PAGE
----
Those videos yesterday of the prime minister answering journalists’ questions on the state of play of the investigations into the assassination of Daphne Caruana Galizia are profoundly disturbing. This one is from Lovin’ Malta’s YouTube channel.

This is really not the occasion for the prime minister to give us all a patronising, knowing look and to tell us that for our own good we should not be asking too many questions. Although in view of their manifest loyalty to Joseph Muscat, I would still struggle to accept it, that sort of line would make sense if it was coming from the police or the prosecutor.

‘Listen,’ they would say. ‘We understand you’re impatient to have justice done but if we give in to the temptation to slam the people who did it and end up unable to prove their guilt in a court of law things would be much worse. You’d praise us now but we’d ultimately have failed. Once someone is acquitted of a crime they cannot be charged for it again.’

If these were normal circumstances, you’d have to accept that. It’s the tough pill that relatives of victims have to swallow every time they express frustration with investigators and with prosecutors for not moving against suspected perpetrators.

But how is it the prime minister’s place to be giving these reassurances? Why should he know the state of a criminal investigation? Why should the prime minister know more than anyone else who the police think did it and what they’re doing to act on them?

His remarks yesterday were entirely out of place. It would have been reasonable for him to say he shares everybody’s impatience. He could have said he has been assured by the responsible authorities that they’re moving on this case, they’re taking it seriously, they have credible leads and they will act once the evidence is in place. After all if we’re asking the question every day, it would make sense for him to ask as well.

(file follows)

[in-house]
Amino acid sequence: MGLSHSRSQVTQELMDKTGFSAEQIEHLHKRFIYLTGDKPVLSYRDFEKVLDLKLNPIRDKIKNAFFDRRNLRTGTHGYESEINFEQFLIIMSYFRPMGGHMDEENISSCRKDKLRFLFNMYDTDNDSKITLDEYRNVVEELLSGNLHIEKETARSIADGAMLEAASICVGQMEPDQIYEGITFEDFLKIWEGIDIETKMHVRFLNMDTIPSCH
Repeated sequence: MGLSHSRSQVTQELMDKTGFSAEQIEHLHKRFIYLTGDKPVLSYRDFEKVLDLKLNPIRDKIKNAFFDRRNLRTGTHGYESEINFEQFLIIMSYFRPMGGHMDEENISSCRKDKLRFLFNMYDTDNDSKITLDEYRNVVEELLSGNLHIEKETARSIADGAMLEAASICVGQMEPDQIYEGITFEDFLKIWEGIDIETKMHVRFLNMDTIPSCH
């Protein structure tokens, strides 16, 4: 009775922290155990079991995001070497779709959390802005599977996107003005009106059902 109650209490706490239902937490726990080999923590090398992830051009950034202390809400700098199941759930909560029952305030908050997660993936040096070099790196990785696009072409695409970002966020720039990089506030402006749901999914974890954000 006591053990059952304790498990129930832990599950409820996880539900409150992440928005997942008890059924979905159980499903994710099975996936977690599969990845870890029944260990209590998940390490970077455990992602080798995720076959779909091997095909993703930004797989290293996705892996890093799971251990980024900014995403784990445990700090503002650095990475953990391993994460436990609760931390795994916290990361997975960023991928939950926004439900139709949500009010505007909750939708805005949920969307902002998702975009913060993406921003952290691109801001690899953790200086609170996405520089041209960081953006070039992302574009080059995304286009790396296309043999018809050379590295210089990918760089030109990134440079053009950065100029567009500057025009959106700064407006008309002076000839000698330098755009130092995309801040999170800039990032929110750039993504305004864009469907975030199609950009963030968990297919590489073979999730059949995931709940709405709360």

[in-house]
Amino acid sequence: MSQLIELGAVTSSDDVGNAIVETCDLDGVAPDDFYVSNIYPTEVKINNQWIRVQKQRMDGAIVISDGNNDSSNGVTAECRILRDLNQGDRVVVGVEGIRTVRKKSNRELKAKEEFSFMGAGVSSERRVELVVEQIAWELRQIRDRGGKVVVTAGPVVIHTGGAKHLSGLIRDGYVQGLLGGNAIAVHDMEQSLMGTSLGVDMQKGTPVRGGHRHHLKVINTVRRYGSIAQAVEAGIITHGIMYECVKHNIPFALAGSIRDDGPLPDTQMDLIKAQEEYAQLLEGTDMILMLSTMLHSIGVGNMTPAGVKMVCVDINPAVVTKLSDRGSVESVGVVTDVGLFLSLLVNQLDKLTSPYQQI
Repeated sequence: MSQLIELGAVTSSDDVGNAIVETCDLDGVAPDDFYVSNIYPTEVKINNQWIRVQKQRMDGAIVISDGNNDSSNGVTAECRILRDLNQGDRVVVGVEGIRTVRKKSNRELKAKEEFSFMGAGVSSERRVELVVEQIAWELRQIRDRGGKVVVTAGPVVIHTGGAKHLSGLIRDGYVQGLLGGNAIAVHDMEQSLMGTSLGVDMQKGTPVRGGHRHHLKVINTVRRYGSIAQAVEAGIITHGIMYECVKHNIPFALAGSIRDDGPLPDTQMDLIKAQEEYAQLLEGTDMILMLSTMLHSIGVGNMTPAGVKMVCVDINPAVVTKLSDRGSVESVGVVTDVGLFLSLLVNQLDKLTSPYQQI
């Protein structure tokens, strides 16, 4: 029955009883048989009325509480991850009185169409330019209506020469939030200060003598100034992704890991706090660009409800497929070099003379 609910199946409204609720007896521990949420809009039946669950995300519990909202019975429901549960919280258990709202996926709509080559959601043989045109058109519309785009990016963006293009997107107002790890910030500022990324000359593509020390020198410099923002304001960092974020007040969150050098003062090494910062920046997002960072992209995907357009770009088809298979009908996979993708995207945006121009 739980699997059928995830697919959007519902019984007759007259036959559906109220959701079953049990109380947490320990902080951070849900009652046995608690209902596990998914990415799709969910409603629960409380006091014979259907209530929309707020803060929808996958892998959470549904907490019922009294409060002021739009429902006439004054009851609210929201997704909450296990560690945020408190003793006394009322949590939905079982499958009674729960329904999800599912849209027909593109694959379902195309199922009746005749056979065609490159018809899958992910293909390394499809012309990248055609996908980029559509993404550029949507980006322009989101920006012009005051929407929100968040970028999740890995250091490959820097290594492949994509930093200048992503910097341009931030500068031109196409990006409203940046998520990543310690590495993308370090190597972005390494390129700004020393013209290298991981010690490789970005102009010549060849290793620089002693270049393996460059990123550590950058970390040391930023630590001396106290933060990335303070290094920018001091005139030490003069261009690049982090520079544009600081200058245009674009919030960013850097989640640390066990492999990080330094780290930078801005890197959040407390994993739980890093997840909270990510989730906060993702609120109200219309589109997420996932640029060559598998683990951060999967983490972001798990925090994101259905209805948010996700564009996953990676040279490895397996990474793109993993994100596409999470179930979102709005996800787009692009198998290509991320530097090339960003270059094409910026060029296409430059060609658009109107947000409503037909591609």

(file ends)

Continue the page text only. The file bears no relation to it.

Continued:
But Joseph Muscat makes himself the lead investigator and prosecutor in this case and we are reminded of something Silvio Valletta — erstwhile chief investigator in this crime — said in court when justifying his continued participation in this investigation: people in politics cannot be ruled out of this crime.

If there’s a name that appears prominently in Daphne Caruana Galizia’s writings of the last several years of her life, that is Joseph Muscat’s. He accuses her of being part of, if not herself concocting, the biggest lie in Maltese political history, and that supposed lie was about him. She made him cry openly in public, although a strategic pinch to his tear glands helped the exercise along.

Even now, so many months after her death, he still goes to court to exert revenge on her children for the crime of being her children, demanding their obeisance and prostrate grovelling in exchange for his reluctant magnanimity.

How can anyone consider him an uninterested party in this affair?

Let us allow ourselves, for the sake of argument, to rule him out of the list of potential suspects and go back to Daphne’s blog and all the people she wrote about and all the people who potentially might have moved to have her eliminated.

Think of how many of them are employed by, work for, are in association with or are married to Joseph Muscat. Think how many of those potential suspects could bring him down with them if their link to the assassination is established.

Even though we may allow the possibility the assassination came as a surprise to Joseph Muscat, that does not reduce his motivation to ensure potential suspects in its commissioning are protected, merely to save his own political skin.

I mean look at the video for crying out loud. Look at the presumably involuntary, nervous smirk on Chris Cardona’s face. He looks like he’d rather be tied to a chair at the mouth of a flowing caldera than in the presence of journalists asking about the state of play of the investigations into the assassination of Daphne Caruana Galizia. At least, surrounded by noxious gases, powdered with pumice and kept warm with a pyroclastic flow, he can laugh and giggle at the memory of the journalist who caught him drunkenly stumbling with his pants around his ankles.

Chris Cardona feels safe right there behind Joseph Muscat’s back. No one is ever going to ask him questions while the prime minister is wearing a cop’s badge.